Our results indicate that a different scanpath is employed by TD-A compared to the three other groups. This scanning strategy includes an automatic routine with an alternate visual scan first on the RE then the LE and finally the mouth. In accordance with previous results, therefore, attention is first focused on the eyes, which play a central role in the recognition process and to infer others’ intention (Walker-Smith et al., 1977; Davies et al., 1994; Vuilleumier, 2005; Tanaka and Sung, 2013). By anchoring gaze on this infraorbital region, one perceives the entire face and uses it for face identification (Saether et al., 2009). Our results also provide insights into the development of face processing. The developmental process progressively brings subject behavior toward an optimized strategy in order to capture as quickly as possible the maximum of information. Our observations therefore indicate that while first looking predominantly at the RE, young and ASD subjects indifferently look at the mouth and LE. The observation of such a behavior is in agreement with the results of Barton et al. (2006), who tested the effect of “expertise” by presenting inverted faces that do not access an orientation-dependent face-expert processor, and reported that it elicited a less predictable scan structure.
Developmental and Pathological Aspects of Face Scanning
Comparing face scanning strategies between the groups indicated that typical children exhibit a distinct immature pattern (relative to typical adults) in which there is no specificity in the temporal sequence of fixation and the length of time spent in fixating the LE or mouth (Figure 5). These two features could be therefore considered as indicators of a developmental scanning strategy process, and would in turn be consistent with recent studies proposing that attention to mouth is related to language onset (Hunnius and Geuze, 2004; Young et al., 2009; Nakano et al., 2010).
Regardless of the detailed temporal features of scanning strategy, all four groups studied here paid attention to the same ROIs, and few fixations occurred significantly outside of these areas. Surprisingly, however, we found that both adults and children with ASD adopt a face scanning strategy similar to that of typical children (Figure 5, Table 2), although the ASD groups differed from their age-matched group regarding the total fixation duration on both eyes (Figure 5). Our findings are consistent with other reports that analyzed the eye region by combining fixations for the two eyes (Jones et al., 2008; Hernandez et al., 2009; Bal et al., 2010; Nakano et al., 2010; Yi et al., 2013) but they also extend these previous results by separating the total time spent on each eye and finding that the two ASD groups significantly spent much less time on the LE. The time spent on the RE did not differentiate the two child groups. One possible explanation is that subjects with ASD do not develop an automatic pattern because their atypical processing and/or diminished expertise during childhood do not “drive” visual processing toward a stereotyped pattern as expressed by typical adults. During typical development, humans are socially motivated to be attentive to faces, obliging them to precociously extract relevant information (Senju and Johnson, 2009a,b). In contrast, a social motivation deficit, as encountered in individuals with ASD, may lead to face underexposure and to a disruption in development of the brain systems dedicated to processing faces in a typical pattern (van der Geest et al., 2002; Best et al., 2010). This idea is strengthened by the correlation between social interaction scores and the time spent on the eyes in individuals with autism. However, our results are not in favor of the excess eye/diminished mouth gaze fixation hypothesis proposed in recent studies (Fletcher-Watson et al., 2009; Best et al., 2010; Falkmer et al., 2011), suggesting that the mouth is more likely to be a facial characteristic whose relevance varies according to emotional expression in face exploration, or to movement related to speech (Corden et al., 2008; Hernandez et al., 2009; Norbury et al., 2009; Nakano et al., 2010).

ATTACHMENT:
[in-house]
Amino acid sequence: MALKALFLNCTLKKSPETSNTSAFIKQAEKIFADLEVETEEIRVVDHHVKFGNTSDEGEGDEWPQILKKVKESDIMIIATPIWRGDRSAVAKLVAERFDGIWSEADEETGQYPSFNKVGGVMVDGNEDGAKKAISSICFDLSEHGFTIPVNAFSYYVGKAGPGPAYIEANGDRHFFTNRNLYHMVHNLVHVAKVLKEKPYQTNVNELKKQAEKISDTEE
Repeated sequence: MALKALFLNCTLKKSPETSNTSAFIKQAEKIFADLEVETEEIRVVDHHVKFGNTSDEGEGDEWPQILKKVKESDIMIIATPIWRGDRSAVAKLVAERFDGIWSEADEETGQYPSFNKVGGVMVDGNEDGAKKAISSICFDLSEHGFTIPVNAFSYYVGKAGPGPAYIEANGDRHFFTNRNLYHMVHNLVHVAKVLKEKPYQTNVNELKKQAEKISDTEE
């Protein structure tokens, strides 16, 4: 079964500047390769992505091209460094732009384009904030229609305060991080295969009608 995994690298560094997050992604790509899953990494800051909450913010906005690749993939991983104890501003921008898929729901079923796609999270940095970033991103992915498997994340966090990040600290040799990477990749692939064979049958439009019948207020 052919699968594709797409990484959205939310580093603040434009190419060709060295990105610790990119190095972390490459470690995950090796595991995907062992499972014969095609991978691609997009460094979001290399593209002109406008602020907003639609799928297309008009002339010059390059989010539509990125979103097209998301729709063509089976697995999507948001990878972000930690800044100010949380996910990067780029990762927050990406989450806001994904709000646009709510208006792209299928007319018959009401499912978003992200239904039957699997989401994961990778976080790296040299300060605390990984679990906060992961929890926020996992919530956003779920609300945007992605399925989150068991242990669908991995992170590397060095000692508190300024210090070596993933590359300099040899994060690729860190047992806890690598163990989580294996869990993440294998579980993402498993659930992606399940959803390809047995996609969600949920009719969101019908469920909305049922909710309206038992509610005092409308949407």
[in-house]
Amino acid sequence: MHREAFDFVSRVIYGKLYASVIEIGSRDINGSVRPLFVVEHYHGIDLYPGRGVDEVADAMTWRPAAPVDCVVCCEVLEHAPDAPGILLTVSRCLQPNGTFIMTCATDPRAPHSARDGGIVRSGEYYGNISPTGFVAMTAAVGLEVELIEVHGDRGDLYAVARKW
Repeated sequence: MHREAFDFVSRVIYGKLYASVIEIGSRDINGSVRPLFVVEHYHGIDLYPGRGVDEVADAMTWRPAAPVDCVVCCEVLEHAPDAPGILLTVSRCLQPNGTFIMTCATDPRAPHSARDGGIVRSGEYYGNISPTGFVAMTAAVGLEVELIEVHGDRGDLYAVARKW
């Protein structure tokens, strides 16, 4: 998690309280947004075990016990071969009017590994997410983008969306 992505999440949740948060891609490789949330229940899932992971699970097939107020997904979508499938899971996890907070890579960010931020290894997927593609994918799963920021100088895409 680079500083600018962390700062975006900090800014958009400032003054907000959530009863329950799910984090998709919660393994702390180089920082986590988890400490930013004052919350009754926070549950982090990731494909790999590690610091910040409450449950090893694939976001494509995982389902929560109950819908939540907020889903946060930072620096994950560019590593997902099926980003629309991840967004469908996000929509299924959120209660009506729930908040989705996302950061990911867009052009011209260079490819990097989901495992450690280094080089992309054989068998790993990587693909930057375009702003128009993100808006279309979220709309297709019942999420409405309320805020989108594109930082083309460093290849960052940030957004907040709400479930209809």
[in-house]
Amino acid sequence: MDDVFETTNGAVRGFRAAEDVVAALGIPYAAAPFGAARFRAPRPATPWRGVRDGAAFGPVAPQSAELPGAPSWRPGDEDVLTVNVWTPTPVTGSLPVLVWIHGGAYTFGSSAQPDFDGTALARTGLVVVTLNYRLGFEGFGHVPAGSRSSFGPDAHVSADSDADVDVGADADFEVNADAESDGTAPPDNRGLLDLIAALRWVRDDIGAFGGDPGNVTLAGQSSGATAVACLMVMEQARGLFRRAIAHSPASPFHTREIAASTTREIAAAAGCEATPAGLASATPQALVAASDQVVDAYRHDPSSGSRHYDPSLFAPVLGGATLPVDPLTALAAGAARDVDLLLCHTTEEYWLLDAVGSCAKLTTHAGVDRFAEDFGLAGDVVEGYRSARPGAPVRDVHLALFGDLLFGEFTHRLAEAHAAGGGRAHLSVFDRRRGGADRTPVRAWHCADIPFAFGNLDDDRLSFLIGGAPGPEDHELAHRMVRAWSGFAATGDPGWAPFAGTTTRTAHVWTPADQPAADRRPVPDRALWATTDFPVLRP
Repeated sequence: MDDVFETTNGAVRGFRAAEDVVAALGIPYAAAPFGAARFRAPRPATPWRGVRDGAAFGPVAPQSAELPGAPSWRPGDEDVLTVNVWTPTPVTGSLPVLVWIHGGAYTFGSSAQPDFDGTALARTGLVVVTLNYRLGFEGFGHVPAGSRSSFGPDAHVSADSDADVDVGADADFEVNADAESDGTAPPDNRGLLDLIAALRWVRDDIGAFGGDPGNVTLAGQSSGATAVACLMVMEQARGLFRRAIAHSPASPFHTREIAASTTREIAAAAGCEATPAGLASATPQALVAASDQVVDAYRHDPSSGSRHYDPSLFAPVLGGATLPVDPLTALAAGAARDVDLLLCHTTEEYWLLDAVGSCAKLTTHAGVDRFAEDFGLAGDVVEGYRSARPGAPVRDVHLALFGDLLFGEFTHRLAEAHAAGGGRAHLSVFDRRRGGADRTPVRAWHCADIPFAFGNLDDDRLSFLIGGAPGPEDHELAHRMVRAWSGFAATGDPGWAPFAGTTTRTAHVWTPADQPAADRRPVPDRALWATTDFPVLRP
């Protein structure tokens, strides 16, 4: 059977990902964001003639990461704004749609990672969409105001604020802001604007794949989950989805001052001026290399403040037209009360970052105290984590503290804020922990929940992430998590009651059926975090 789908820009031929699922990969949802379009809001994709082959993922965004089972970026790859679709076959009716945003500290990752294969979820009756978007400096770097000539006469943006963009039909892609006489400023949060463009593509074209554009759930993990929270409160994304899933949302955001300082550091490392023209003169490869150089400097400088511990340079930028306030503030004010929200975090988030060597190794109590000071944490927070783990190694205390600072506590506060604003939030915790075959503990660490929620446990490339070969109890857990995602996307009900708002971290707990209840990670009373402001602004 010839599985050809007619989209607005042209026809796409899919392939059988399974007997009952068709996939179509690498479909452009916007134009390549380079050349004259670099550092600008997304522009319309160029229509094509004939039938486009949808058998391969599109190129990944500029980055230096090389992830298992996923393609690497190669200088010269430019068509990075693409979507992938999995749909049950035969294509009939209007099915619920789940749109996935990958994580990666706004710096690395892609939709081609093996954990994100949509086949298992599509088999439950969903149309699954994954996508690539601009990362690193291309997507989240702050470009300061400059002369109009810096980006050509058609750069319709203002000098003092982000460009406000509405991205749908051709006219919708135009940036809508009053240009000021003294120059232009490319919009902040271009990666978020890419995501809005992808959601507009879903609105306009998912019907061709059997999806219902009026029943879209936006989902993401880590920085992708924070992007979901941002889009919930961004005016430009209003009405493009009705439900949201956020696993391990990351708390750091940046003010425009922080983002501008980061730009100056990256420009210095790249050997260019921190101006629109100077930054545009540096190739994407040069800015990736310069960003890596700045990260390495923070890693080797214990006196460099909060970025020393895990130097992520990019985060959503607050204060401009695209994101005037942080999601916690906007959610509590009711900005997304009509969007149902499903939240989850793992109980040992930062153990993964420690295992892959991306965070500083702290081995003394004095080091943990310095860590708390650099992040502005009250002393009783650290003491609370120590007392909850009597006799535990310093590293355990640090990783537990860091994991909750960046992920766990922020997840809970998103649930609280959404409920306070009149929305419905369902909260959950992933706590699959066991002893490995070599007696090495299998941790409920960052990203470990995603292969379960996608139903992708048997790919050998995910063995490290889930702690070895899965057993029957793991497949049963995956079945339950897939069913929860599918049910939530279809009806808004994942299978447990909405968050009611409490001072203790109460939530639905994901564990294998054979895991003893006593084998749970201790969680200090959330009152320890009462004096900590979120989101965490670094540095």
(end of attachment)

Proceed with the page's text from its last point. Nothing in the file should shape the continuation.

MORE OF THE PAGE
We propose here a simple method that allows spatial normalization of face stimuli and a statistical data-driven method of extracting eye tracking information. A main strength of the present study is that for the first time, a study based on an a posteriori data-based approach was employed for face scanning in a variety of different sub-groups, thereby allowing distinguishing factors that depend on developmental versus pathological processes to be readily deciphered. Based on the present results, the patterns of fixation for static faces that mature from childhood to adulthood in typical subjects are not found in adults with ASD. The atypical patterns found after developmental progression and experience in ASD groups appear to remain blocked in an immature state that cannot be differentiated from typical developmental child patterns of fixation.
Conflict of Interest Statement
The authors declare that the research was conducted in the absence of any commercial or financial relationships that could be construed as a potential conflict of interest.
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Keywords: face, eye tracking, spatial statistic, autism, development, face perception
Citation: Amestoy A, Guillaud E, Bouvard MP and Cazalets J-R (2015) Developmental changes in face visual scanning in autism spectrum disorder as assessed by data-based analysis. Front. Psychol. 6:989. doi: 10.3389/fpsyg.2015.00989
Received: 28 January 2015; Accepted: 29 June 2015;
Published: 16 July 2015.
Edited by:Emily Mather, University of Hull, UK
Reviewed by:Teresa Mitchell, University of Massachusetts Medical School, USA
Elizabeth B. Torres, Rutgers University, USA
Copyright © 2015 Amestoy, Guillaud, Bouvard and Cazalets. This is an open-access article distributed under the terms of the Creative Commons Attribution License (CC BY). The use, distribution or reproduction in other forums is permitted, provided the original author(s) or licensor are credited and that the original publication in this journal is cited, in accordance with accepted academic practice. No use, distribution or reproduction is permitted which does not comply with these terms.
*Correspondence: Jean-René Cazalets, CNRS UMR 5287, Institut de Neurosciences Cognitives et Intégratives d’Aquitaine, Université de Bordeaux, Zone nord Bât 2, 2e étage, 146, rue Léo Saignat, 33076 Bordeaux, France, email@example.com